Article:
Some time on a Sunday morning in 2019—perhaps mindful not to wake his lodger, a childhood friend who was staying over—57-year-old Chris Cantelmo left a note. In it, he said he was going for a walk and that he’d be back in a few hours. He told his friend not to let the dogs out.
Cantelmo slipped out of his Lake View Terrace ranch. It was warm for late November, warmer than the days that would follow. He hiked some four miles from his house into the Angeles National Forest, which delineates LA’s lazily sprawling northern limits.
At a certain moment, he stopped. He had two folding knives on him. He took one and turned it on himself in such a way that he died within minutes.
Cantelmo had been the leader of what is most easily described as a Reddit pseudo-cult known as Cantelmoism. He was famous for handing out free money and claiming DMT cured his cancer. After he first tried the drug in 2018, he’d later say, he wanted to turn the world on to it.
DMT, the substance he obsessively promoted, especially through the spring and summer of 2019, is a powerful hallucinogenic. When consumed—inhaled, snorted, injected—in a high enough dose, it provides an intense psychedelic trip. It also has potential therapeutic benefits—as VICE has reported, it’s been studied as a treatment for depression. The DEA currently classifies DMT as a Schedule 1 drug.
Cantelmo had been a wealthy biochemist and Yale grad. He gained notoriety on Reddit because he was spending thousands there, indiscriminately “gilding” posts and comments by gifting awards. (Silver awards are a digital pat on the back; gold and platinum give Redditors premium features.)
Through this, he was buying users’ attention. In return, they were exposed to his theories about DMT and a few specific subreddits set up in his name. The main one, created on April 16, 2019, by a now-deleted user, was the now-defunct r/Cantelmoism (viewable here). There were others, like the still-open r/ChrisCGC and the now-private r/ChildrenOfChris. The description of r/Cantelmoism read: “the official subreddit for the newly emerged Internet religion Cantelmoism, approved by the Lord [u/ChrisCGC] himself!”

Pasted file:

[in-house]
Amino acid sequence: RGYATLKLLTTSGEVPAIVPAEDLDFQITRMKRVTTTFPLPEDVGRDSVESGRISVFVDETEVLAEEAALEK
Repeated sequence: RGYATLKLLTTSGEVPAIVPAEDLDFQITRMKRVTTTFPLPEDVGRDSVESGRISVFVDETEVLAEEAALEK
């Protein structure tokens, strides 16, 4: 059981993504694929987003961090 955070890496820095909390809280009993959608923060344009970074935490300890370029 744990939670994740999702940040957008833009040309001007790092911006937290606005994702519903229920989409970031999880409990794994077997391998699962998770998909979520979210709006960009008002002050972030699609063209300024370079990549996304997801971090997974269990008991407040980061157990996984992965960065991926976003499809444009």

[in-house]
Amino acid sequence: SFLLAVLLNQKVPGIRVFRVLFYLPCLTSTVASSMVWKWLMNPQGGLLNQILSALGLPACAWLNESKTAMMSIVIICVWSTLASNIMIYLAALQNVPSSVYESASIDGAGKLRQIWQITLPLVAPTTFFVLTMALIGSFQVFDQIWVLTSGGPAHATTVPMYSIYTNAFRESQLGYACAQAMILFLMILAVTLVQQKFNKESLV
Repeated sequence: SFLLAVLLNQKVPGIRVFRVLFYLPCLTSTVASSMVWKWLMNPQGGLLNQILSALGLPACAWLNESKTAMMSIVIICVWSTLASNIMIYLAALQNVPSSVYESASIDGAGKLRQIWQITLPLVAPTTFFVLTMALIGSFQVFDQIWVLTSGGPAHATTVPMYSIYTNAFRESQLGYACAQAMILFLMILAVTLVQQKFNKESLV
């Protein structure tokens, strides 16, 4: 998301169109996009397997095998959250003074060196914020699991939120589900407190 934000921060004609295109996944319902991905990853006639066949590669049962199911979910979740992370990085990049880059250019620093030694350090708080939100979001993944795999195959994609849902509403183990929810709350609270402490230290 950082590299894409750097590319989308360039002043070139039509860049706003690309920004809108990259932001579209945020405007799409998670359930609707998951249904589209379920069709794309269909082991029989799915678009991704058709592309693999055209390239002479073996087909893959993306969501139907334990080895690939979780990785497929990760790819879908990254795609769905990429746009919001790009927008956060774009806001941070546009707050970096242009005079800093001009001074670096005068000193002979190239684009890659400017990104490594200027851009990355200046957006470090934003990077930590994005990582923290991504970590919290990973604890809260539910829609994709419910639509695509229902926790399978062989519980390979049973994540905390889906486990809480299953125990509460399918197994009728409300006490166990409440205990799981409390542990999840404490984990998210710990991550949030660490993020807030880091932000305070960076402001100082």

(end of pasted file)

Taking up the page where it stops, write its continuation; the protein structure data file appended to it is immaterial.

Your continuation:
Cantelmo was one of the best-known users on Reddit, a labyrinthine site the beauty of which lies partly in its anonymity, and which is otherwise not set up to elevate individual accounts like Twitter and Instagram do. Those who continually participated in this corner of Reddit, albeit often ironically—making memes, praising Cantelmo, and defending his views—called themselves Cantelmoists. But the message of Cantelmoism, and its oddly cultlike nature, was causing concern among Redditors.
That’s because some of the claims he was making had potential real-world implications for those who believed them, and he was targeting younger people. Most of Cantelmo’s Reddit posts have since been deleted or removed. R/Cantelmoism was banned, as was Cantelmo’s main Reddit account, u/ChrisCGC. His so-called DMT “discoveries” still exist online, however. “God emits a cosmic broadcast of electromagnetic waves,” one on his website says. “Humans and all other living creatures with a nervous system can receive information from God’s cosmic broadcast while their neural network is enabled by DMT, N,N-Dimthyltryptamine [sic].”